SolarWinds is adding the Database Performance Monitor solution to its IT operations management portfolio to give users the ability to manage on-premise, hybrid, and cloud-native databases. The new addition features before-and-after analysis, and root cause granularity for open-source and NoSQL databases.
“As open-source and NoSQL databases grow in popularity and a new generation of applications are built on these platforms, developers, DevOps pros, DBAs, and monitoring engineers need more from their database monitoring solutions,” said Sandy Orlando, senior vice president of products at SolarWinds. “By introducing Database Performance Monitor as part of our ITOM portfolio, we’re giving tech pros the level of analysis and visibility they need to resolve database issues quickly—even in increasingly complex microservices environments.”
Other features include always-on 24/7, adaptive fault detection, customizable dashboards, real-time visibility, visibility into how new code impacts database workload and query performance, and best practice-based recommendations.
Dynatrace introduces new support for Kubernetes
The extended support automatically ingests additional Kubernetes events and metrics so that users can get more precise answers about performance issues and anomalies in real time. The support includes the full stack of Kubernetes clusters, containers and workloads. In addition, the company automatically discovers, instruments and maps heterogeneous container technologies within Kubernetes.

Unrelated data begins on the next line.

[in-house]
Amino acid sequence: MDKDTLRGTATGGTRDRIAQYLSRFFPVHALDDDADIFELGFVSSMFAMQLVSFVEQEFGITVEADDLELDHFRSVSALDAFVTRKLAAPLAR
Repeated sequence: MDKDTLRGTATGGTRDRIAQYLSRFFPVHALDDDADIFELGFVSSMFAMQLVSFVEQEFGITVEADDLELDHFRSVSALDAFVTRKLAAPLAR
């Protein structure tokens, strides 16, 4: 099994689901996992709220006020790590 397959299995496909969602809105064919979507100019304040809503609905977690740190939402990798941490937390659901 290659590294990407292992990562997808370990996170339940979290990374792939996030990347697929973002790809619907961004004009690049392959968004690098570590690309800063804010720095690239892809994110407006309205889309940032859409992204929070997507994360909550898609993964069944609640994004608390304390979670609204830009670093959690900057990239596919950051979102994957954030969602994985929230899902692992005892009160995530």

Other key features include new cloud application and microservices analysis capabilities and extended automatic container instrumentation.
Incorta 4.6 now available
The new feature focuses on bringing data engineers, data scientists and data analysts together under one platform. The company is calling 4.6 the “cloud data lake release” because it provides integration and support for ADLS Gen2 and AWS S3 cloud storage technologies. With the new features, the company says users can access data that is currently locked up in cloud data lakes and bring new data into the cloud data lake storage.
“Today’s CIOs are in a race against the clock. The amount of data flowing into organizations is growing exponentially, and so is the demand for access to it. Trying to get ahead of the backlog with incremental improvements on existing approaches and technologies alone is a futile task. It’s like trying to supply water to New York City with a garden hose—you’ll just keep falling further and further behind every day,” said Matthew Halliday, co-founder and VP of product at Incorta. “What’s needed is a fundamentally new approach